We opened the gates on a barely-traveled road to take the lane up the hill to visit our family recluses. The brother and sister still lived in the small, rustic log cabin in which they were born. They felt little need of the outside world, except for his weekly Saturday trips to town in his Model T. Uncle Roy had purchased it new way-back-when, and it sat safely in the barn during the week. Unlike the used car that the little old lady drove only to church on Sundays in the Andy Griffith’s show, this car was in pristine condition.
They lived alone now that my great-grandmother had passed away, but I only remember her as a bed-fast figure on a single bed in the living area next to a window. My great-uncle Roy did leave the farm to serve in World War I, but I’m unsure if my Aunt Liza (Eliza Jane) ever traveled outside the county. They lived as their parents had: Uncle Roy hunted their woods for food, and planted a garden, and chopped firewood for cooking and heating; Aunt Liza cooked, dried, and canned their harvest for winter. Blankets and clothes had to be winter-worthy since the cabin was not. Chinks did fill the cracks, but that couldn’t take the place of good insulation. Aunt Liza still used great-grandmother’s pie safe for food. The pies and cookies were kept on the top shelf. A common question after supper was, “Ma, what’s on the high shelf?”
Conversations during these visits were lively. I was too young to offer anything, but I learned of colorful characters that had peopled our past. Even though their nearest neighbor was at least five miles away, and they had no phone, gossip made its way up their hill regularly. The radio played a central part in their lives, and so did the books and magazines beside their chairs.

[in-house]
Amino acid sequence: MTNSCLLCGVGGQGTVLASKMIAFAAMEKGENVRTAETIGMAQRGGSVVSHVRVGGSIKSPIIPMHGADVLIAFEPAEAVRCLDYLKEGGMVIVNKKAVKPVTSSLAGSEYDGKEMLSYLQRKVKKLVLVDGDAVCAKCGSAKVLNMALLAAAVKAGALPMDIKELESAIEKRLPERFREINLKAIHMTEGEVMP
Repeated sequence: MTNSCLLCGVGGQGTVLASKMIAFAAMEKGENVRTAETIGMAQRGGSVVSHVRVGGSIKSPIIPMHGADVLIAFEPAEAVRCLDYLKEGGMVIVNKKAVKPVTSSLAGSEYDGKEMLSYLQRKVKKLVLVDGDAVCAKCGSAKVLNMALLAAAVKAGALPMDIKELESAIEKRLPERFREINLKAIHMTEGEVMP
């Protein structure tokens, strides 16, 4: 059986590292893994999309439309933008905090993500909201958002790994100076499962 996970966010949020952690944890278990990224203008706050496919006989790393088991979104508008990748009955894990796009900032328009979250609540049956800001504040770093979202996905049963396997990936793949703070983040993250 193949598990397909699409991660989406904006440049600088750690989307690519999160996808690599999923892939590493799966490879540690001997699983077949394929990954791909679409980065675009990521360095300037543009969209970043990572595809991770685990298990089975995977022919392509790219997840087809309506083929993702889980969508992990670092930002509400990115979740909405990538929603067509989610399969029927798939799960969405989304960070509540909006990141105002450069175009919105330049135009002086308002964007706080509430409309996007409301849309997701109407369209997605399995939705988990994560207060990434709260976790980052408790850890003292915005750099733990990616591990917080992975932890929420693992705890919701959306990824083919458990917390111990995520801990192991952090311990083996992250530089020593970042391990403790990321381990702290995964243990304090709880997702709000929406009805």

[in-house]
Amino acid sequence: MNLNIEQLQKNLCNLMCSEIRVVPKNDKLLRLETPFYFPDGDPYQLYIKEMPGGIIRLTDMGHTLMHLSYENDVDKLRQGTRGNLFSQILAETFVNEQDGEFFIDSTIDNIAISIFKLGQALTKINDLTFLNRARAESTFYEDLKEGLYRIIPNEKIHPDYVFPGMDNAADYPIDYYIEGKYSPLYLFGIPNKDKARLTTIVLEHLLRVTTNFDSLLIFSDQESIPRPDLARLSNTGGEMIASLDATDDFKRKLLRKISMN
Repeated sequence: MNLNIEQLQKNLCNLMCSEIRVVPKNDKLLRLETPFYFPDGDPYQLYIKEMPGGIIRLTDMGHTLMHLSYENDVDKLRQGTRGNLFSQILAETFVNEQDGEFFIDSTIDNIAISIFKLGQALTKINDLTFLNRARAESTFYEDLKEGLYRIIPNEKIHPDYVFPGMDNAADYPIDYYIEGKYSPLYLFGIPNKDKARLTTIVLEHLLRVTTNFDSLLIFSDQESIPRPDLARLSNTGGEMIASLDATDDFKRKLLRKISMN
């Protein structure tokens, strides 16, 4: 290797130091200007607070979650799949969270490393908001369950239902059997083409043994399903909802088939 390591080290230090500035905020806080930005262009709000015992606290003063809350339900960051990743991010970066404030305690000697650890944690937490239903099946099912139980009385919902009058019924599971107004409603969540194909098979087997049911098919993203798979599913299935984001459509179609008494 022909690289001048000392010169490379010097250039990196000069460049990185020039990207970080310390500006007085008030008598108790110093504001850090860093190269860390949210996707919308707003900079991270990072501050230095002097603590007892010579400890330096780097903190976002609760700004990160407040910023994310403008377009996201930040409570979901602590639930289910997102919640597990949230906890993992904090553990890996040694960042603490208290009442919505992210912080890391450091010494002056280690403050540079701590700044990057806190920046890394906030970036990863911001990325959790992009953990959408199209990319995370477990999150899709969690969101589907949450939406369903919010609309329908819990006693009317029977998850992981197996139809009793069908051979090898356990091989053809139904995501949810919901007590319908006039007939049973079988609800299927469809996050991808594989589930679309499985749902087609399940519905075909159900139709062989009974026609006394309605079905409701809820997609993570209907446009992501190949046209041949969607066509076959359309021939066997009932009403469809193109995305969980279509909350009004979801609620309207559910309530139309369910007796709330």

One particular conversation that I recall was of Aunt Liza explaining the benefits she’d read about calcium. She pronounced the word ‘kal-kee-uhm’. Years later I heard that when a person uses a word correctly, but mispronounces it, you know that they had read it, not heard it. I remember my Aunt Liza as always upbeat and jolly. Since then, I have concluded that she did travel. Books carried her away from her tiny log cabin in the Southern Indiana Hills to the far-flung corners of the planet. But after her adventures, she could come back to the serenity and safety of her small home. Rather than make her restless, it had brought her contentment. Her clothes might still be homemade and her hands rough but for a little while, she could be a fashionable lady with soft, smooth hands. And that was enough.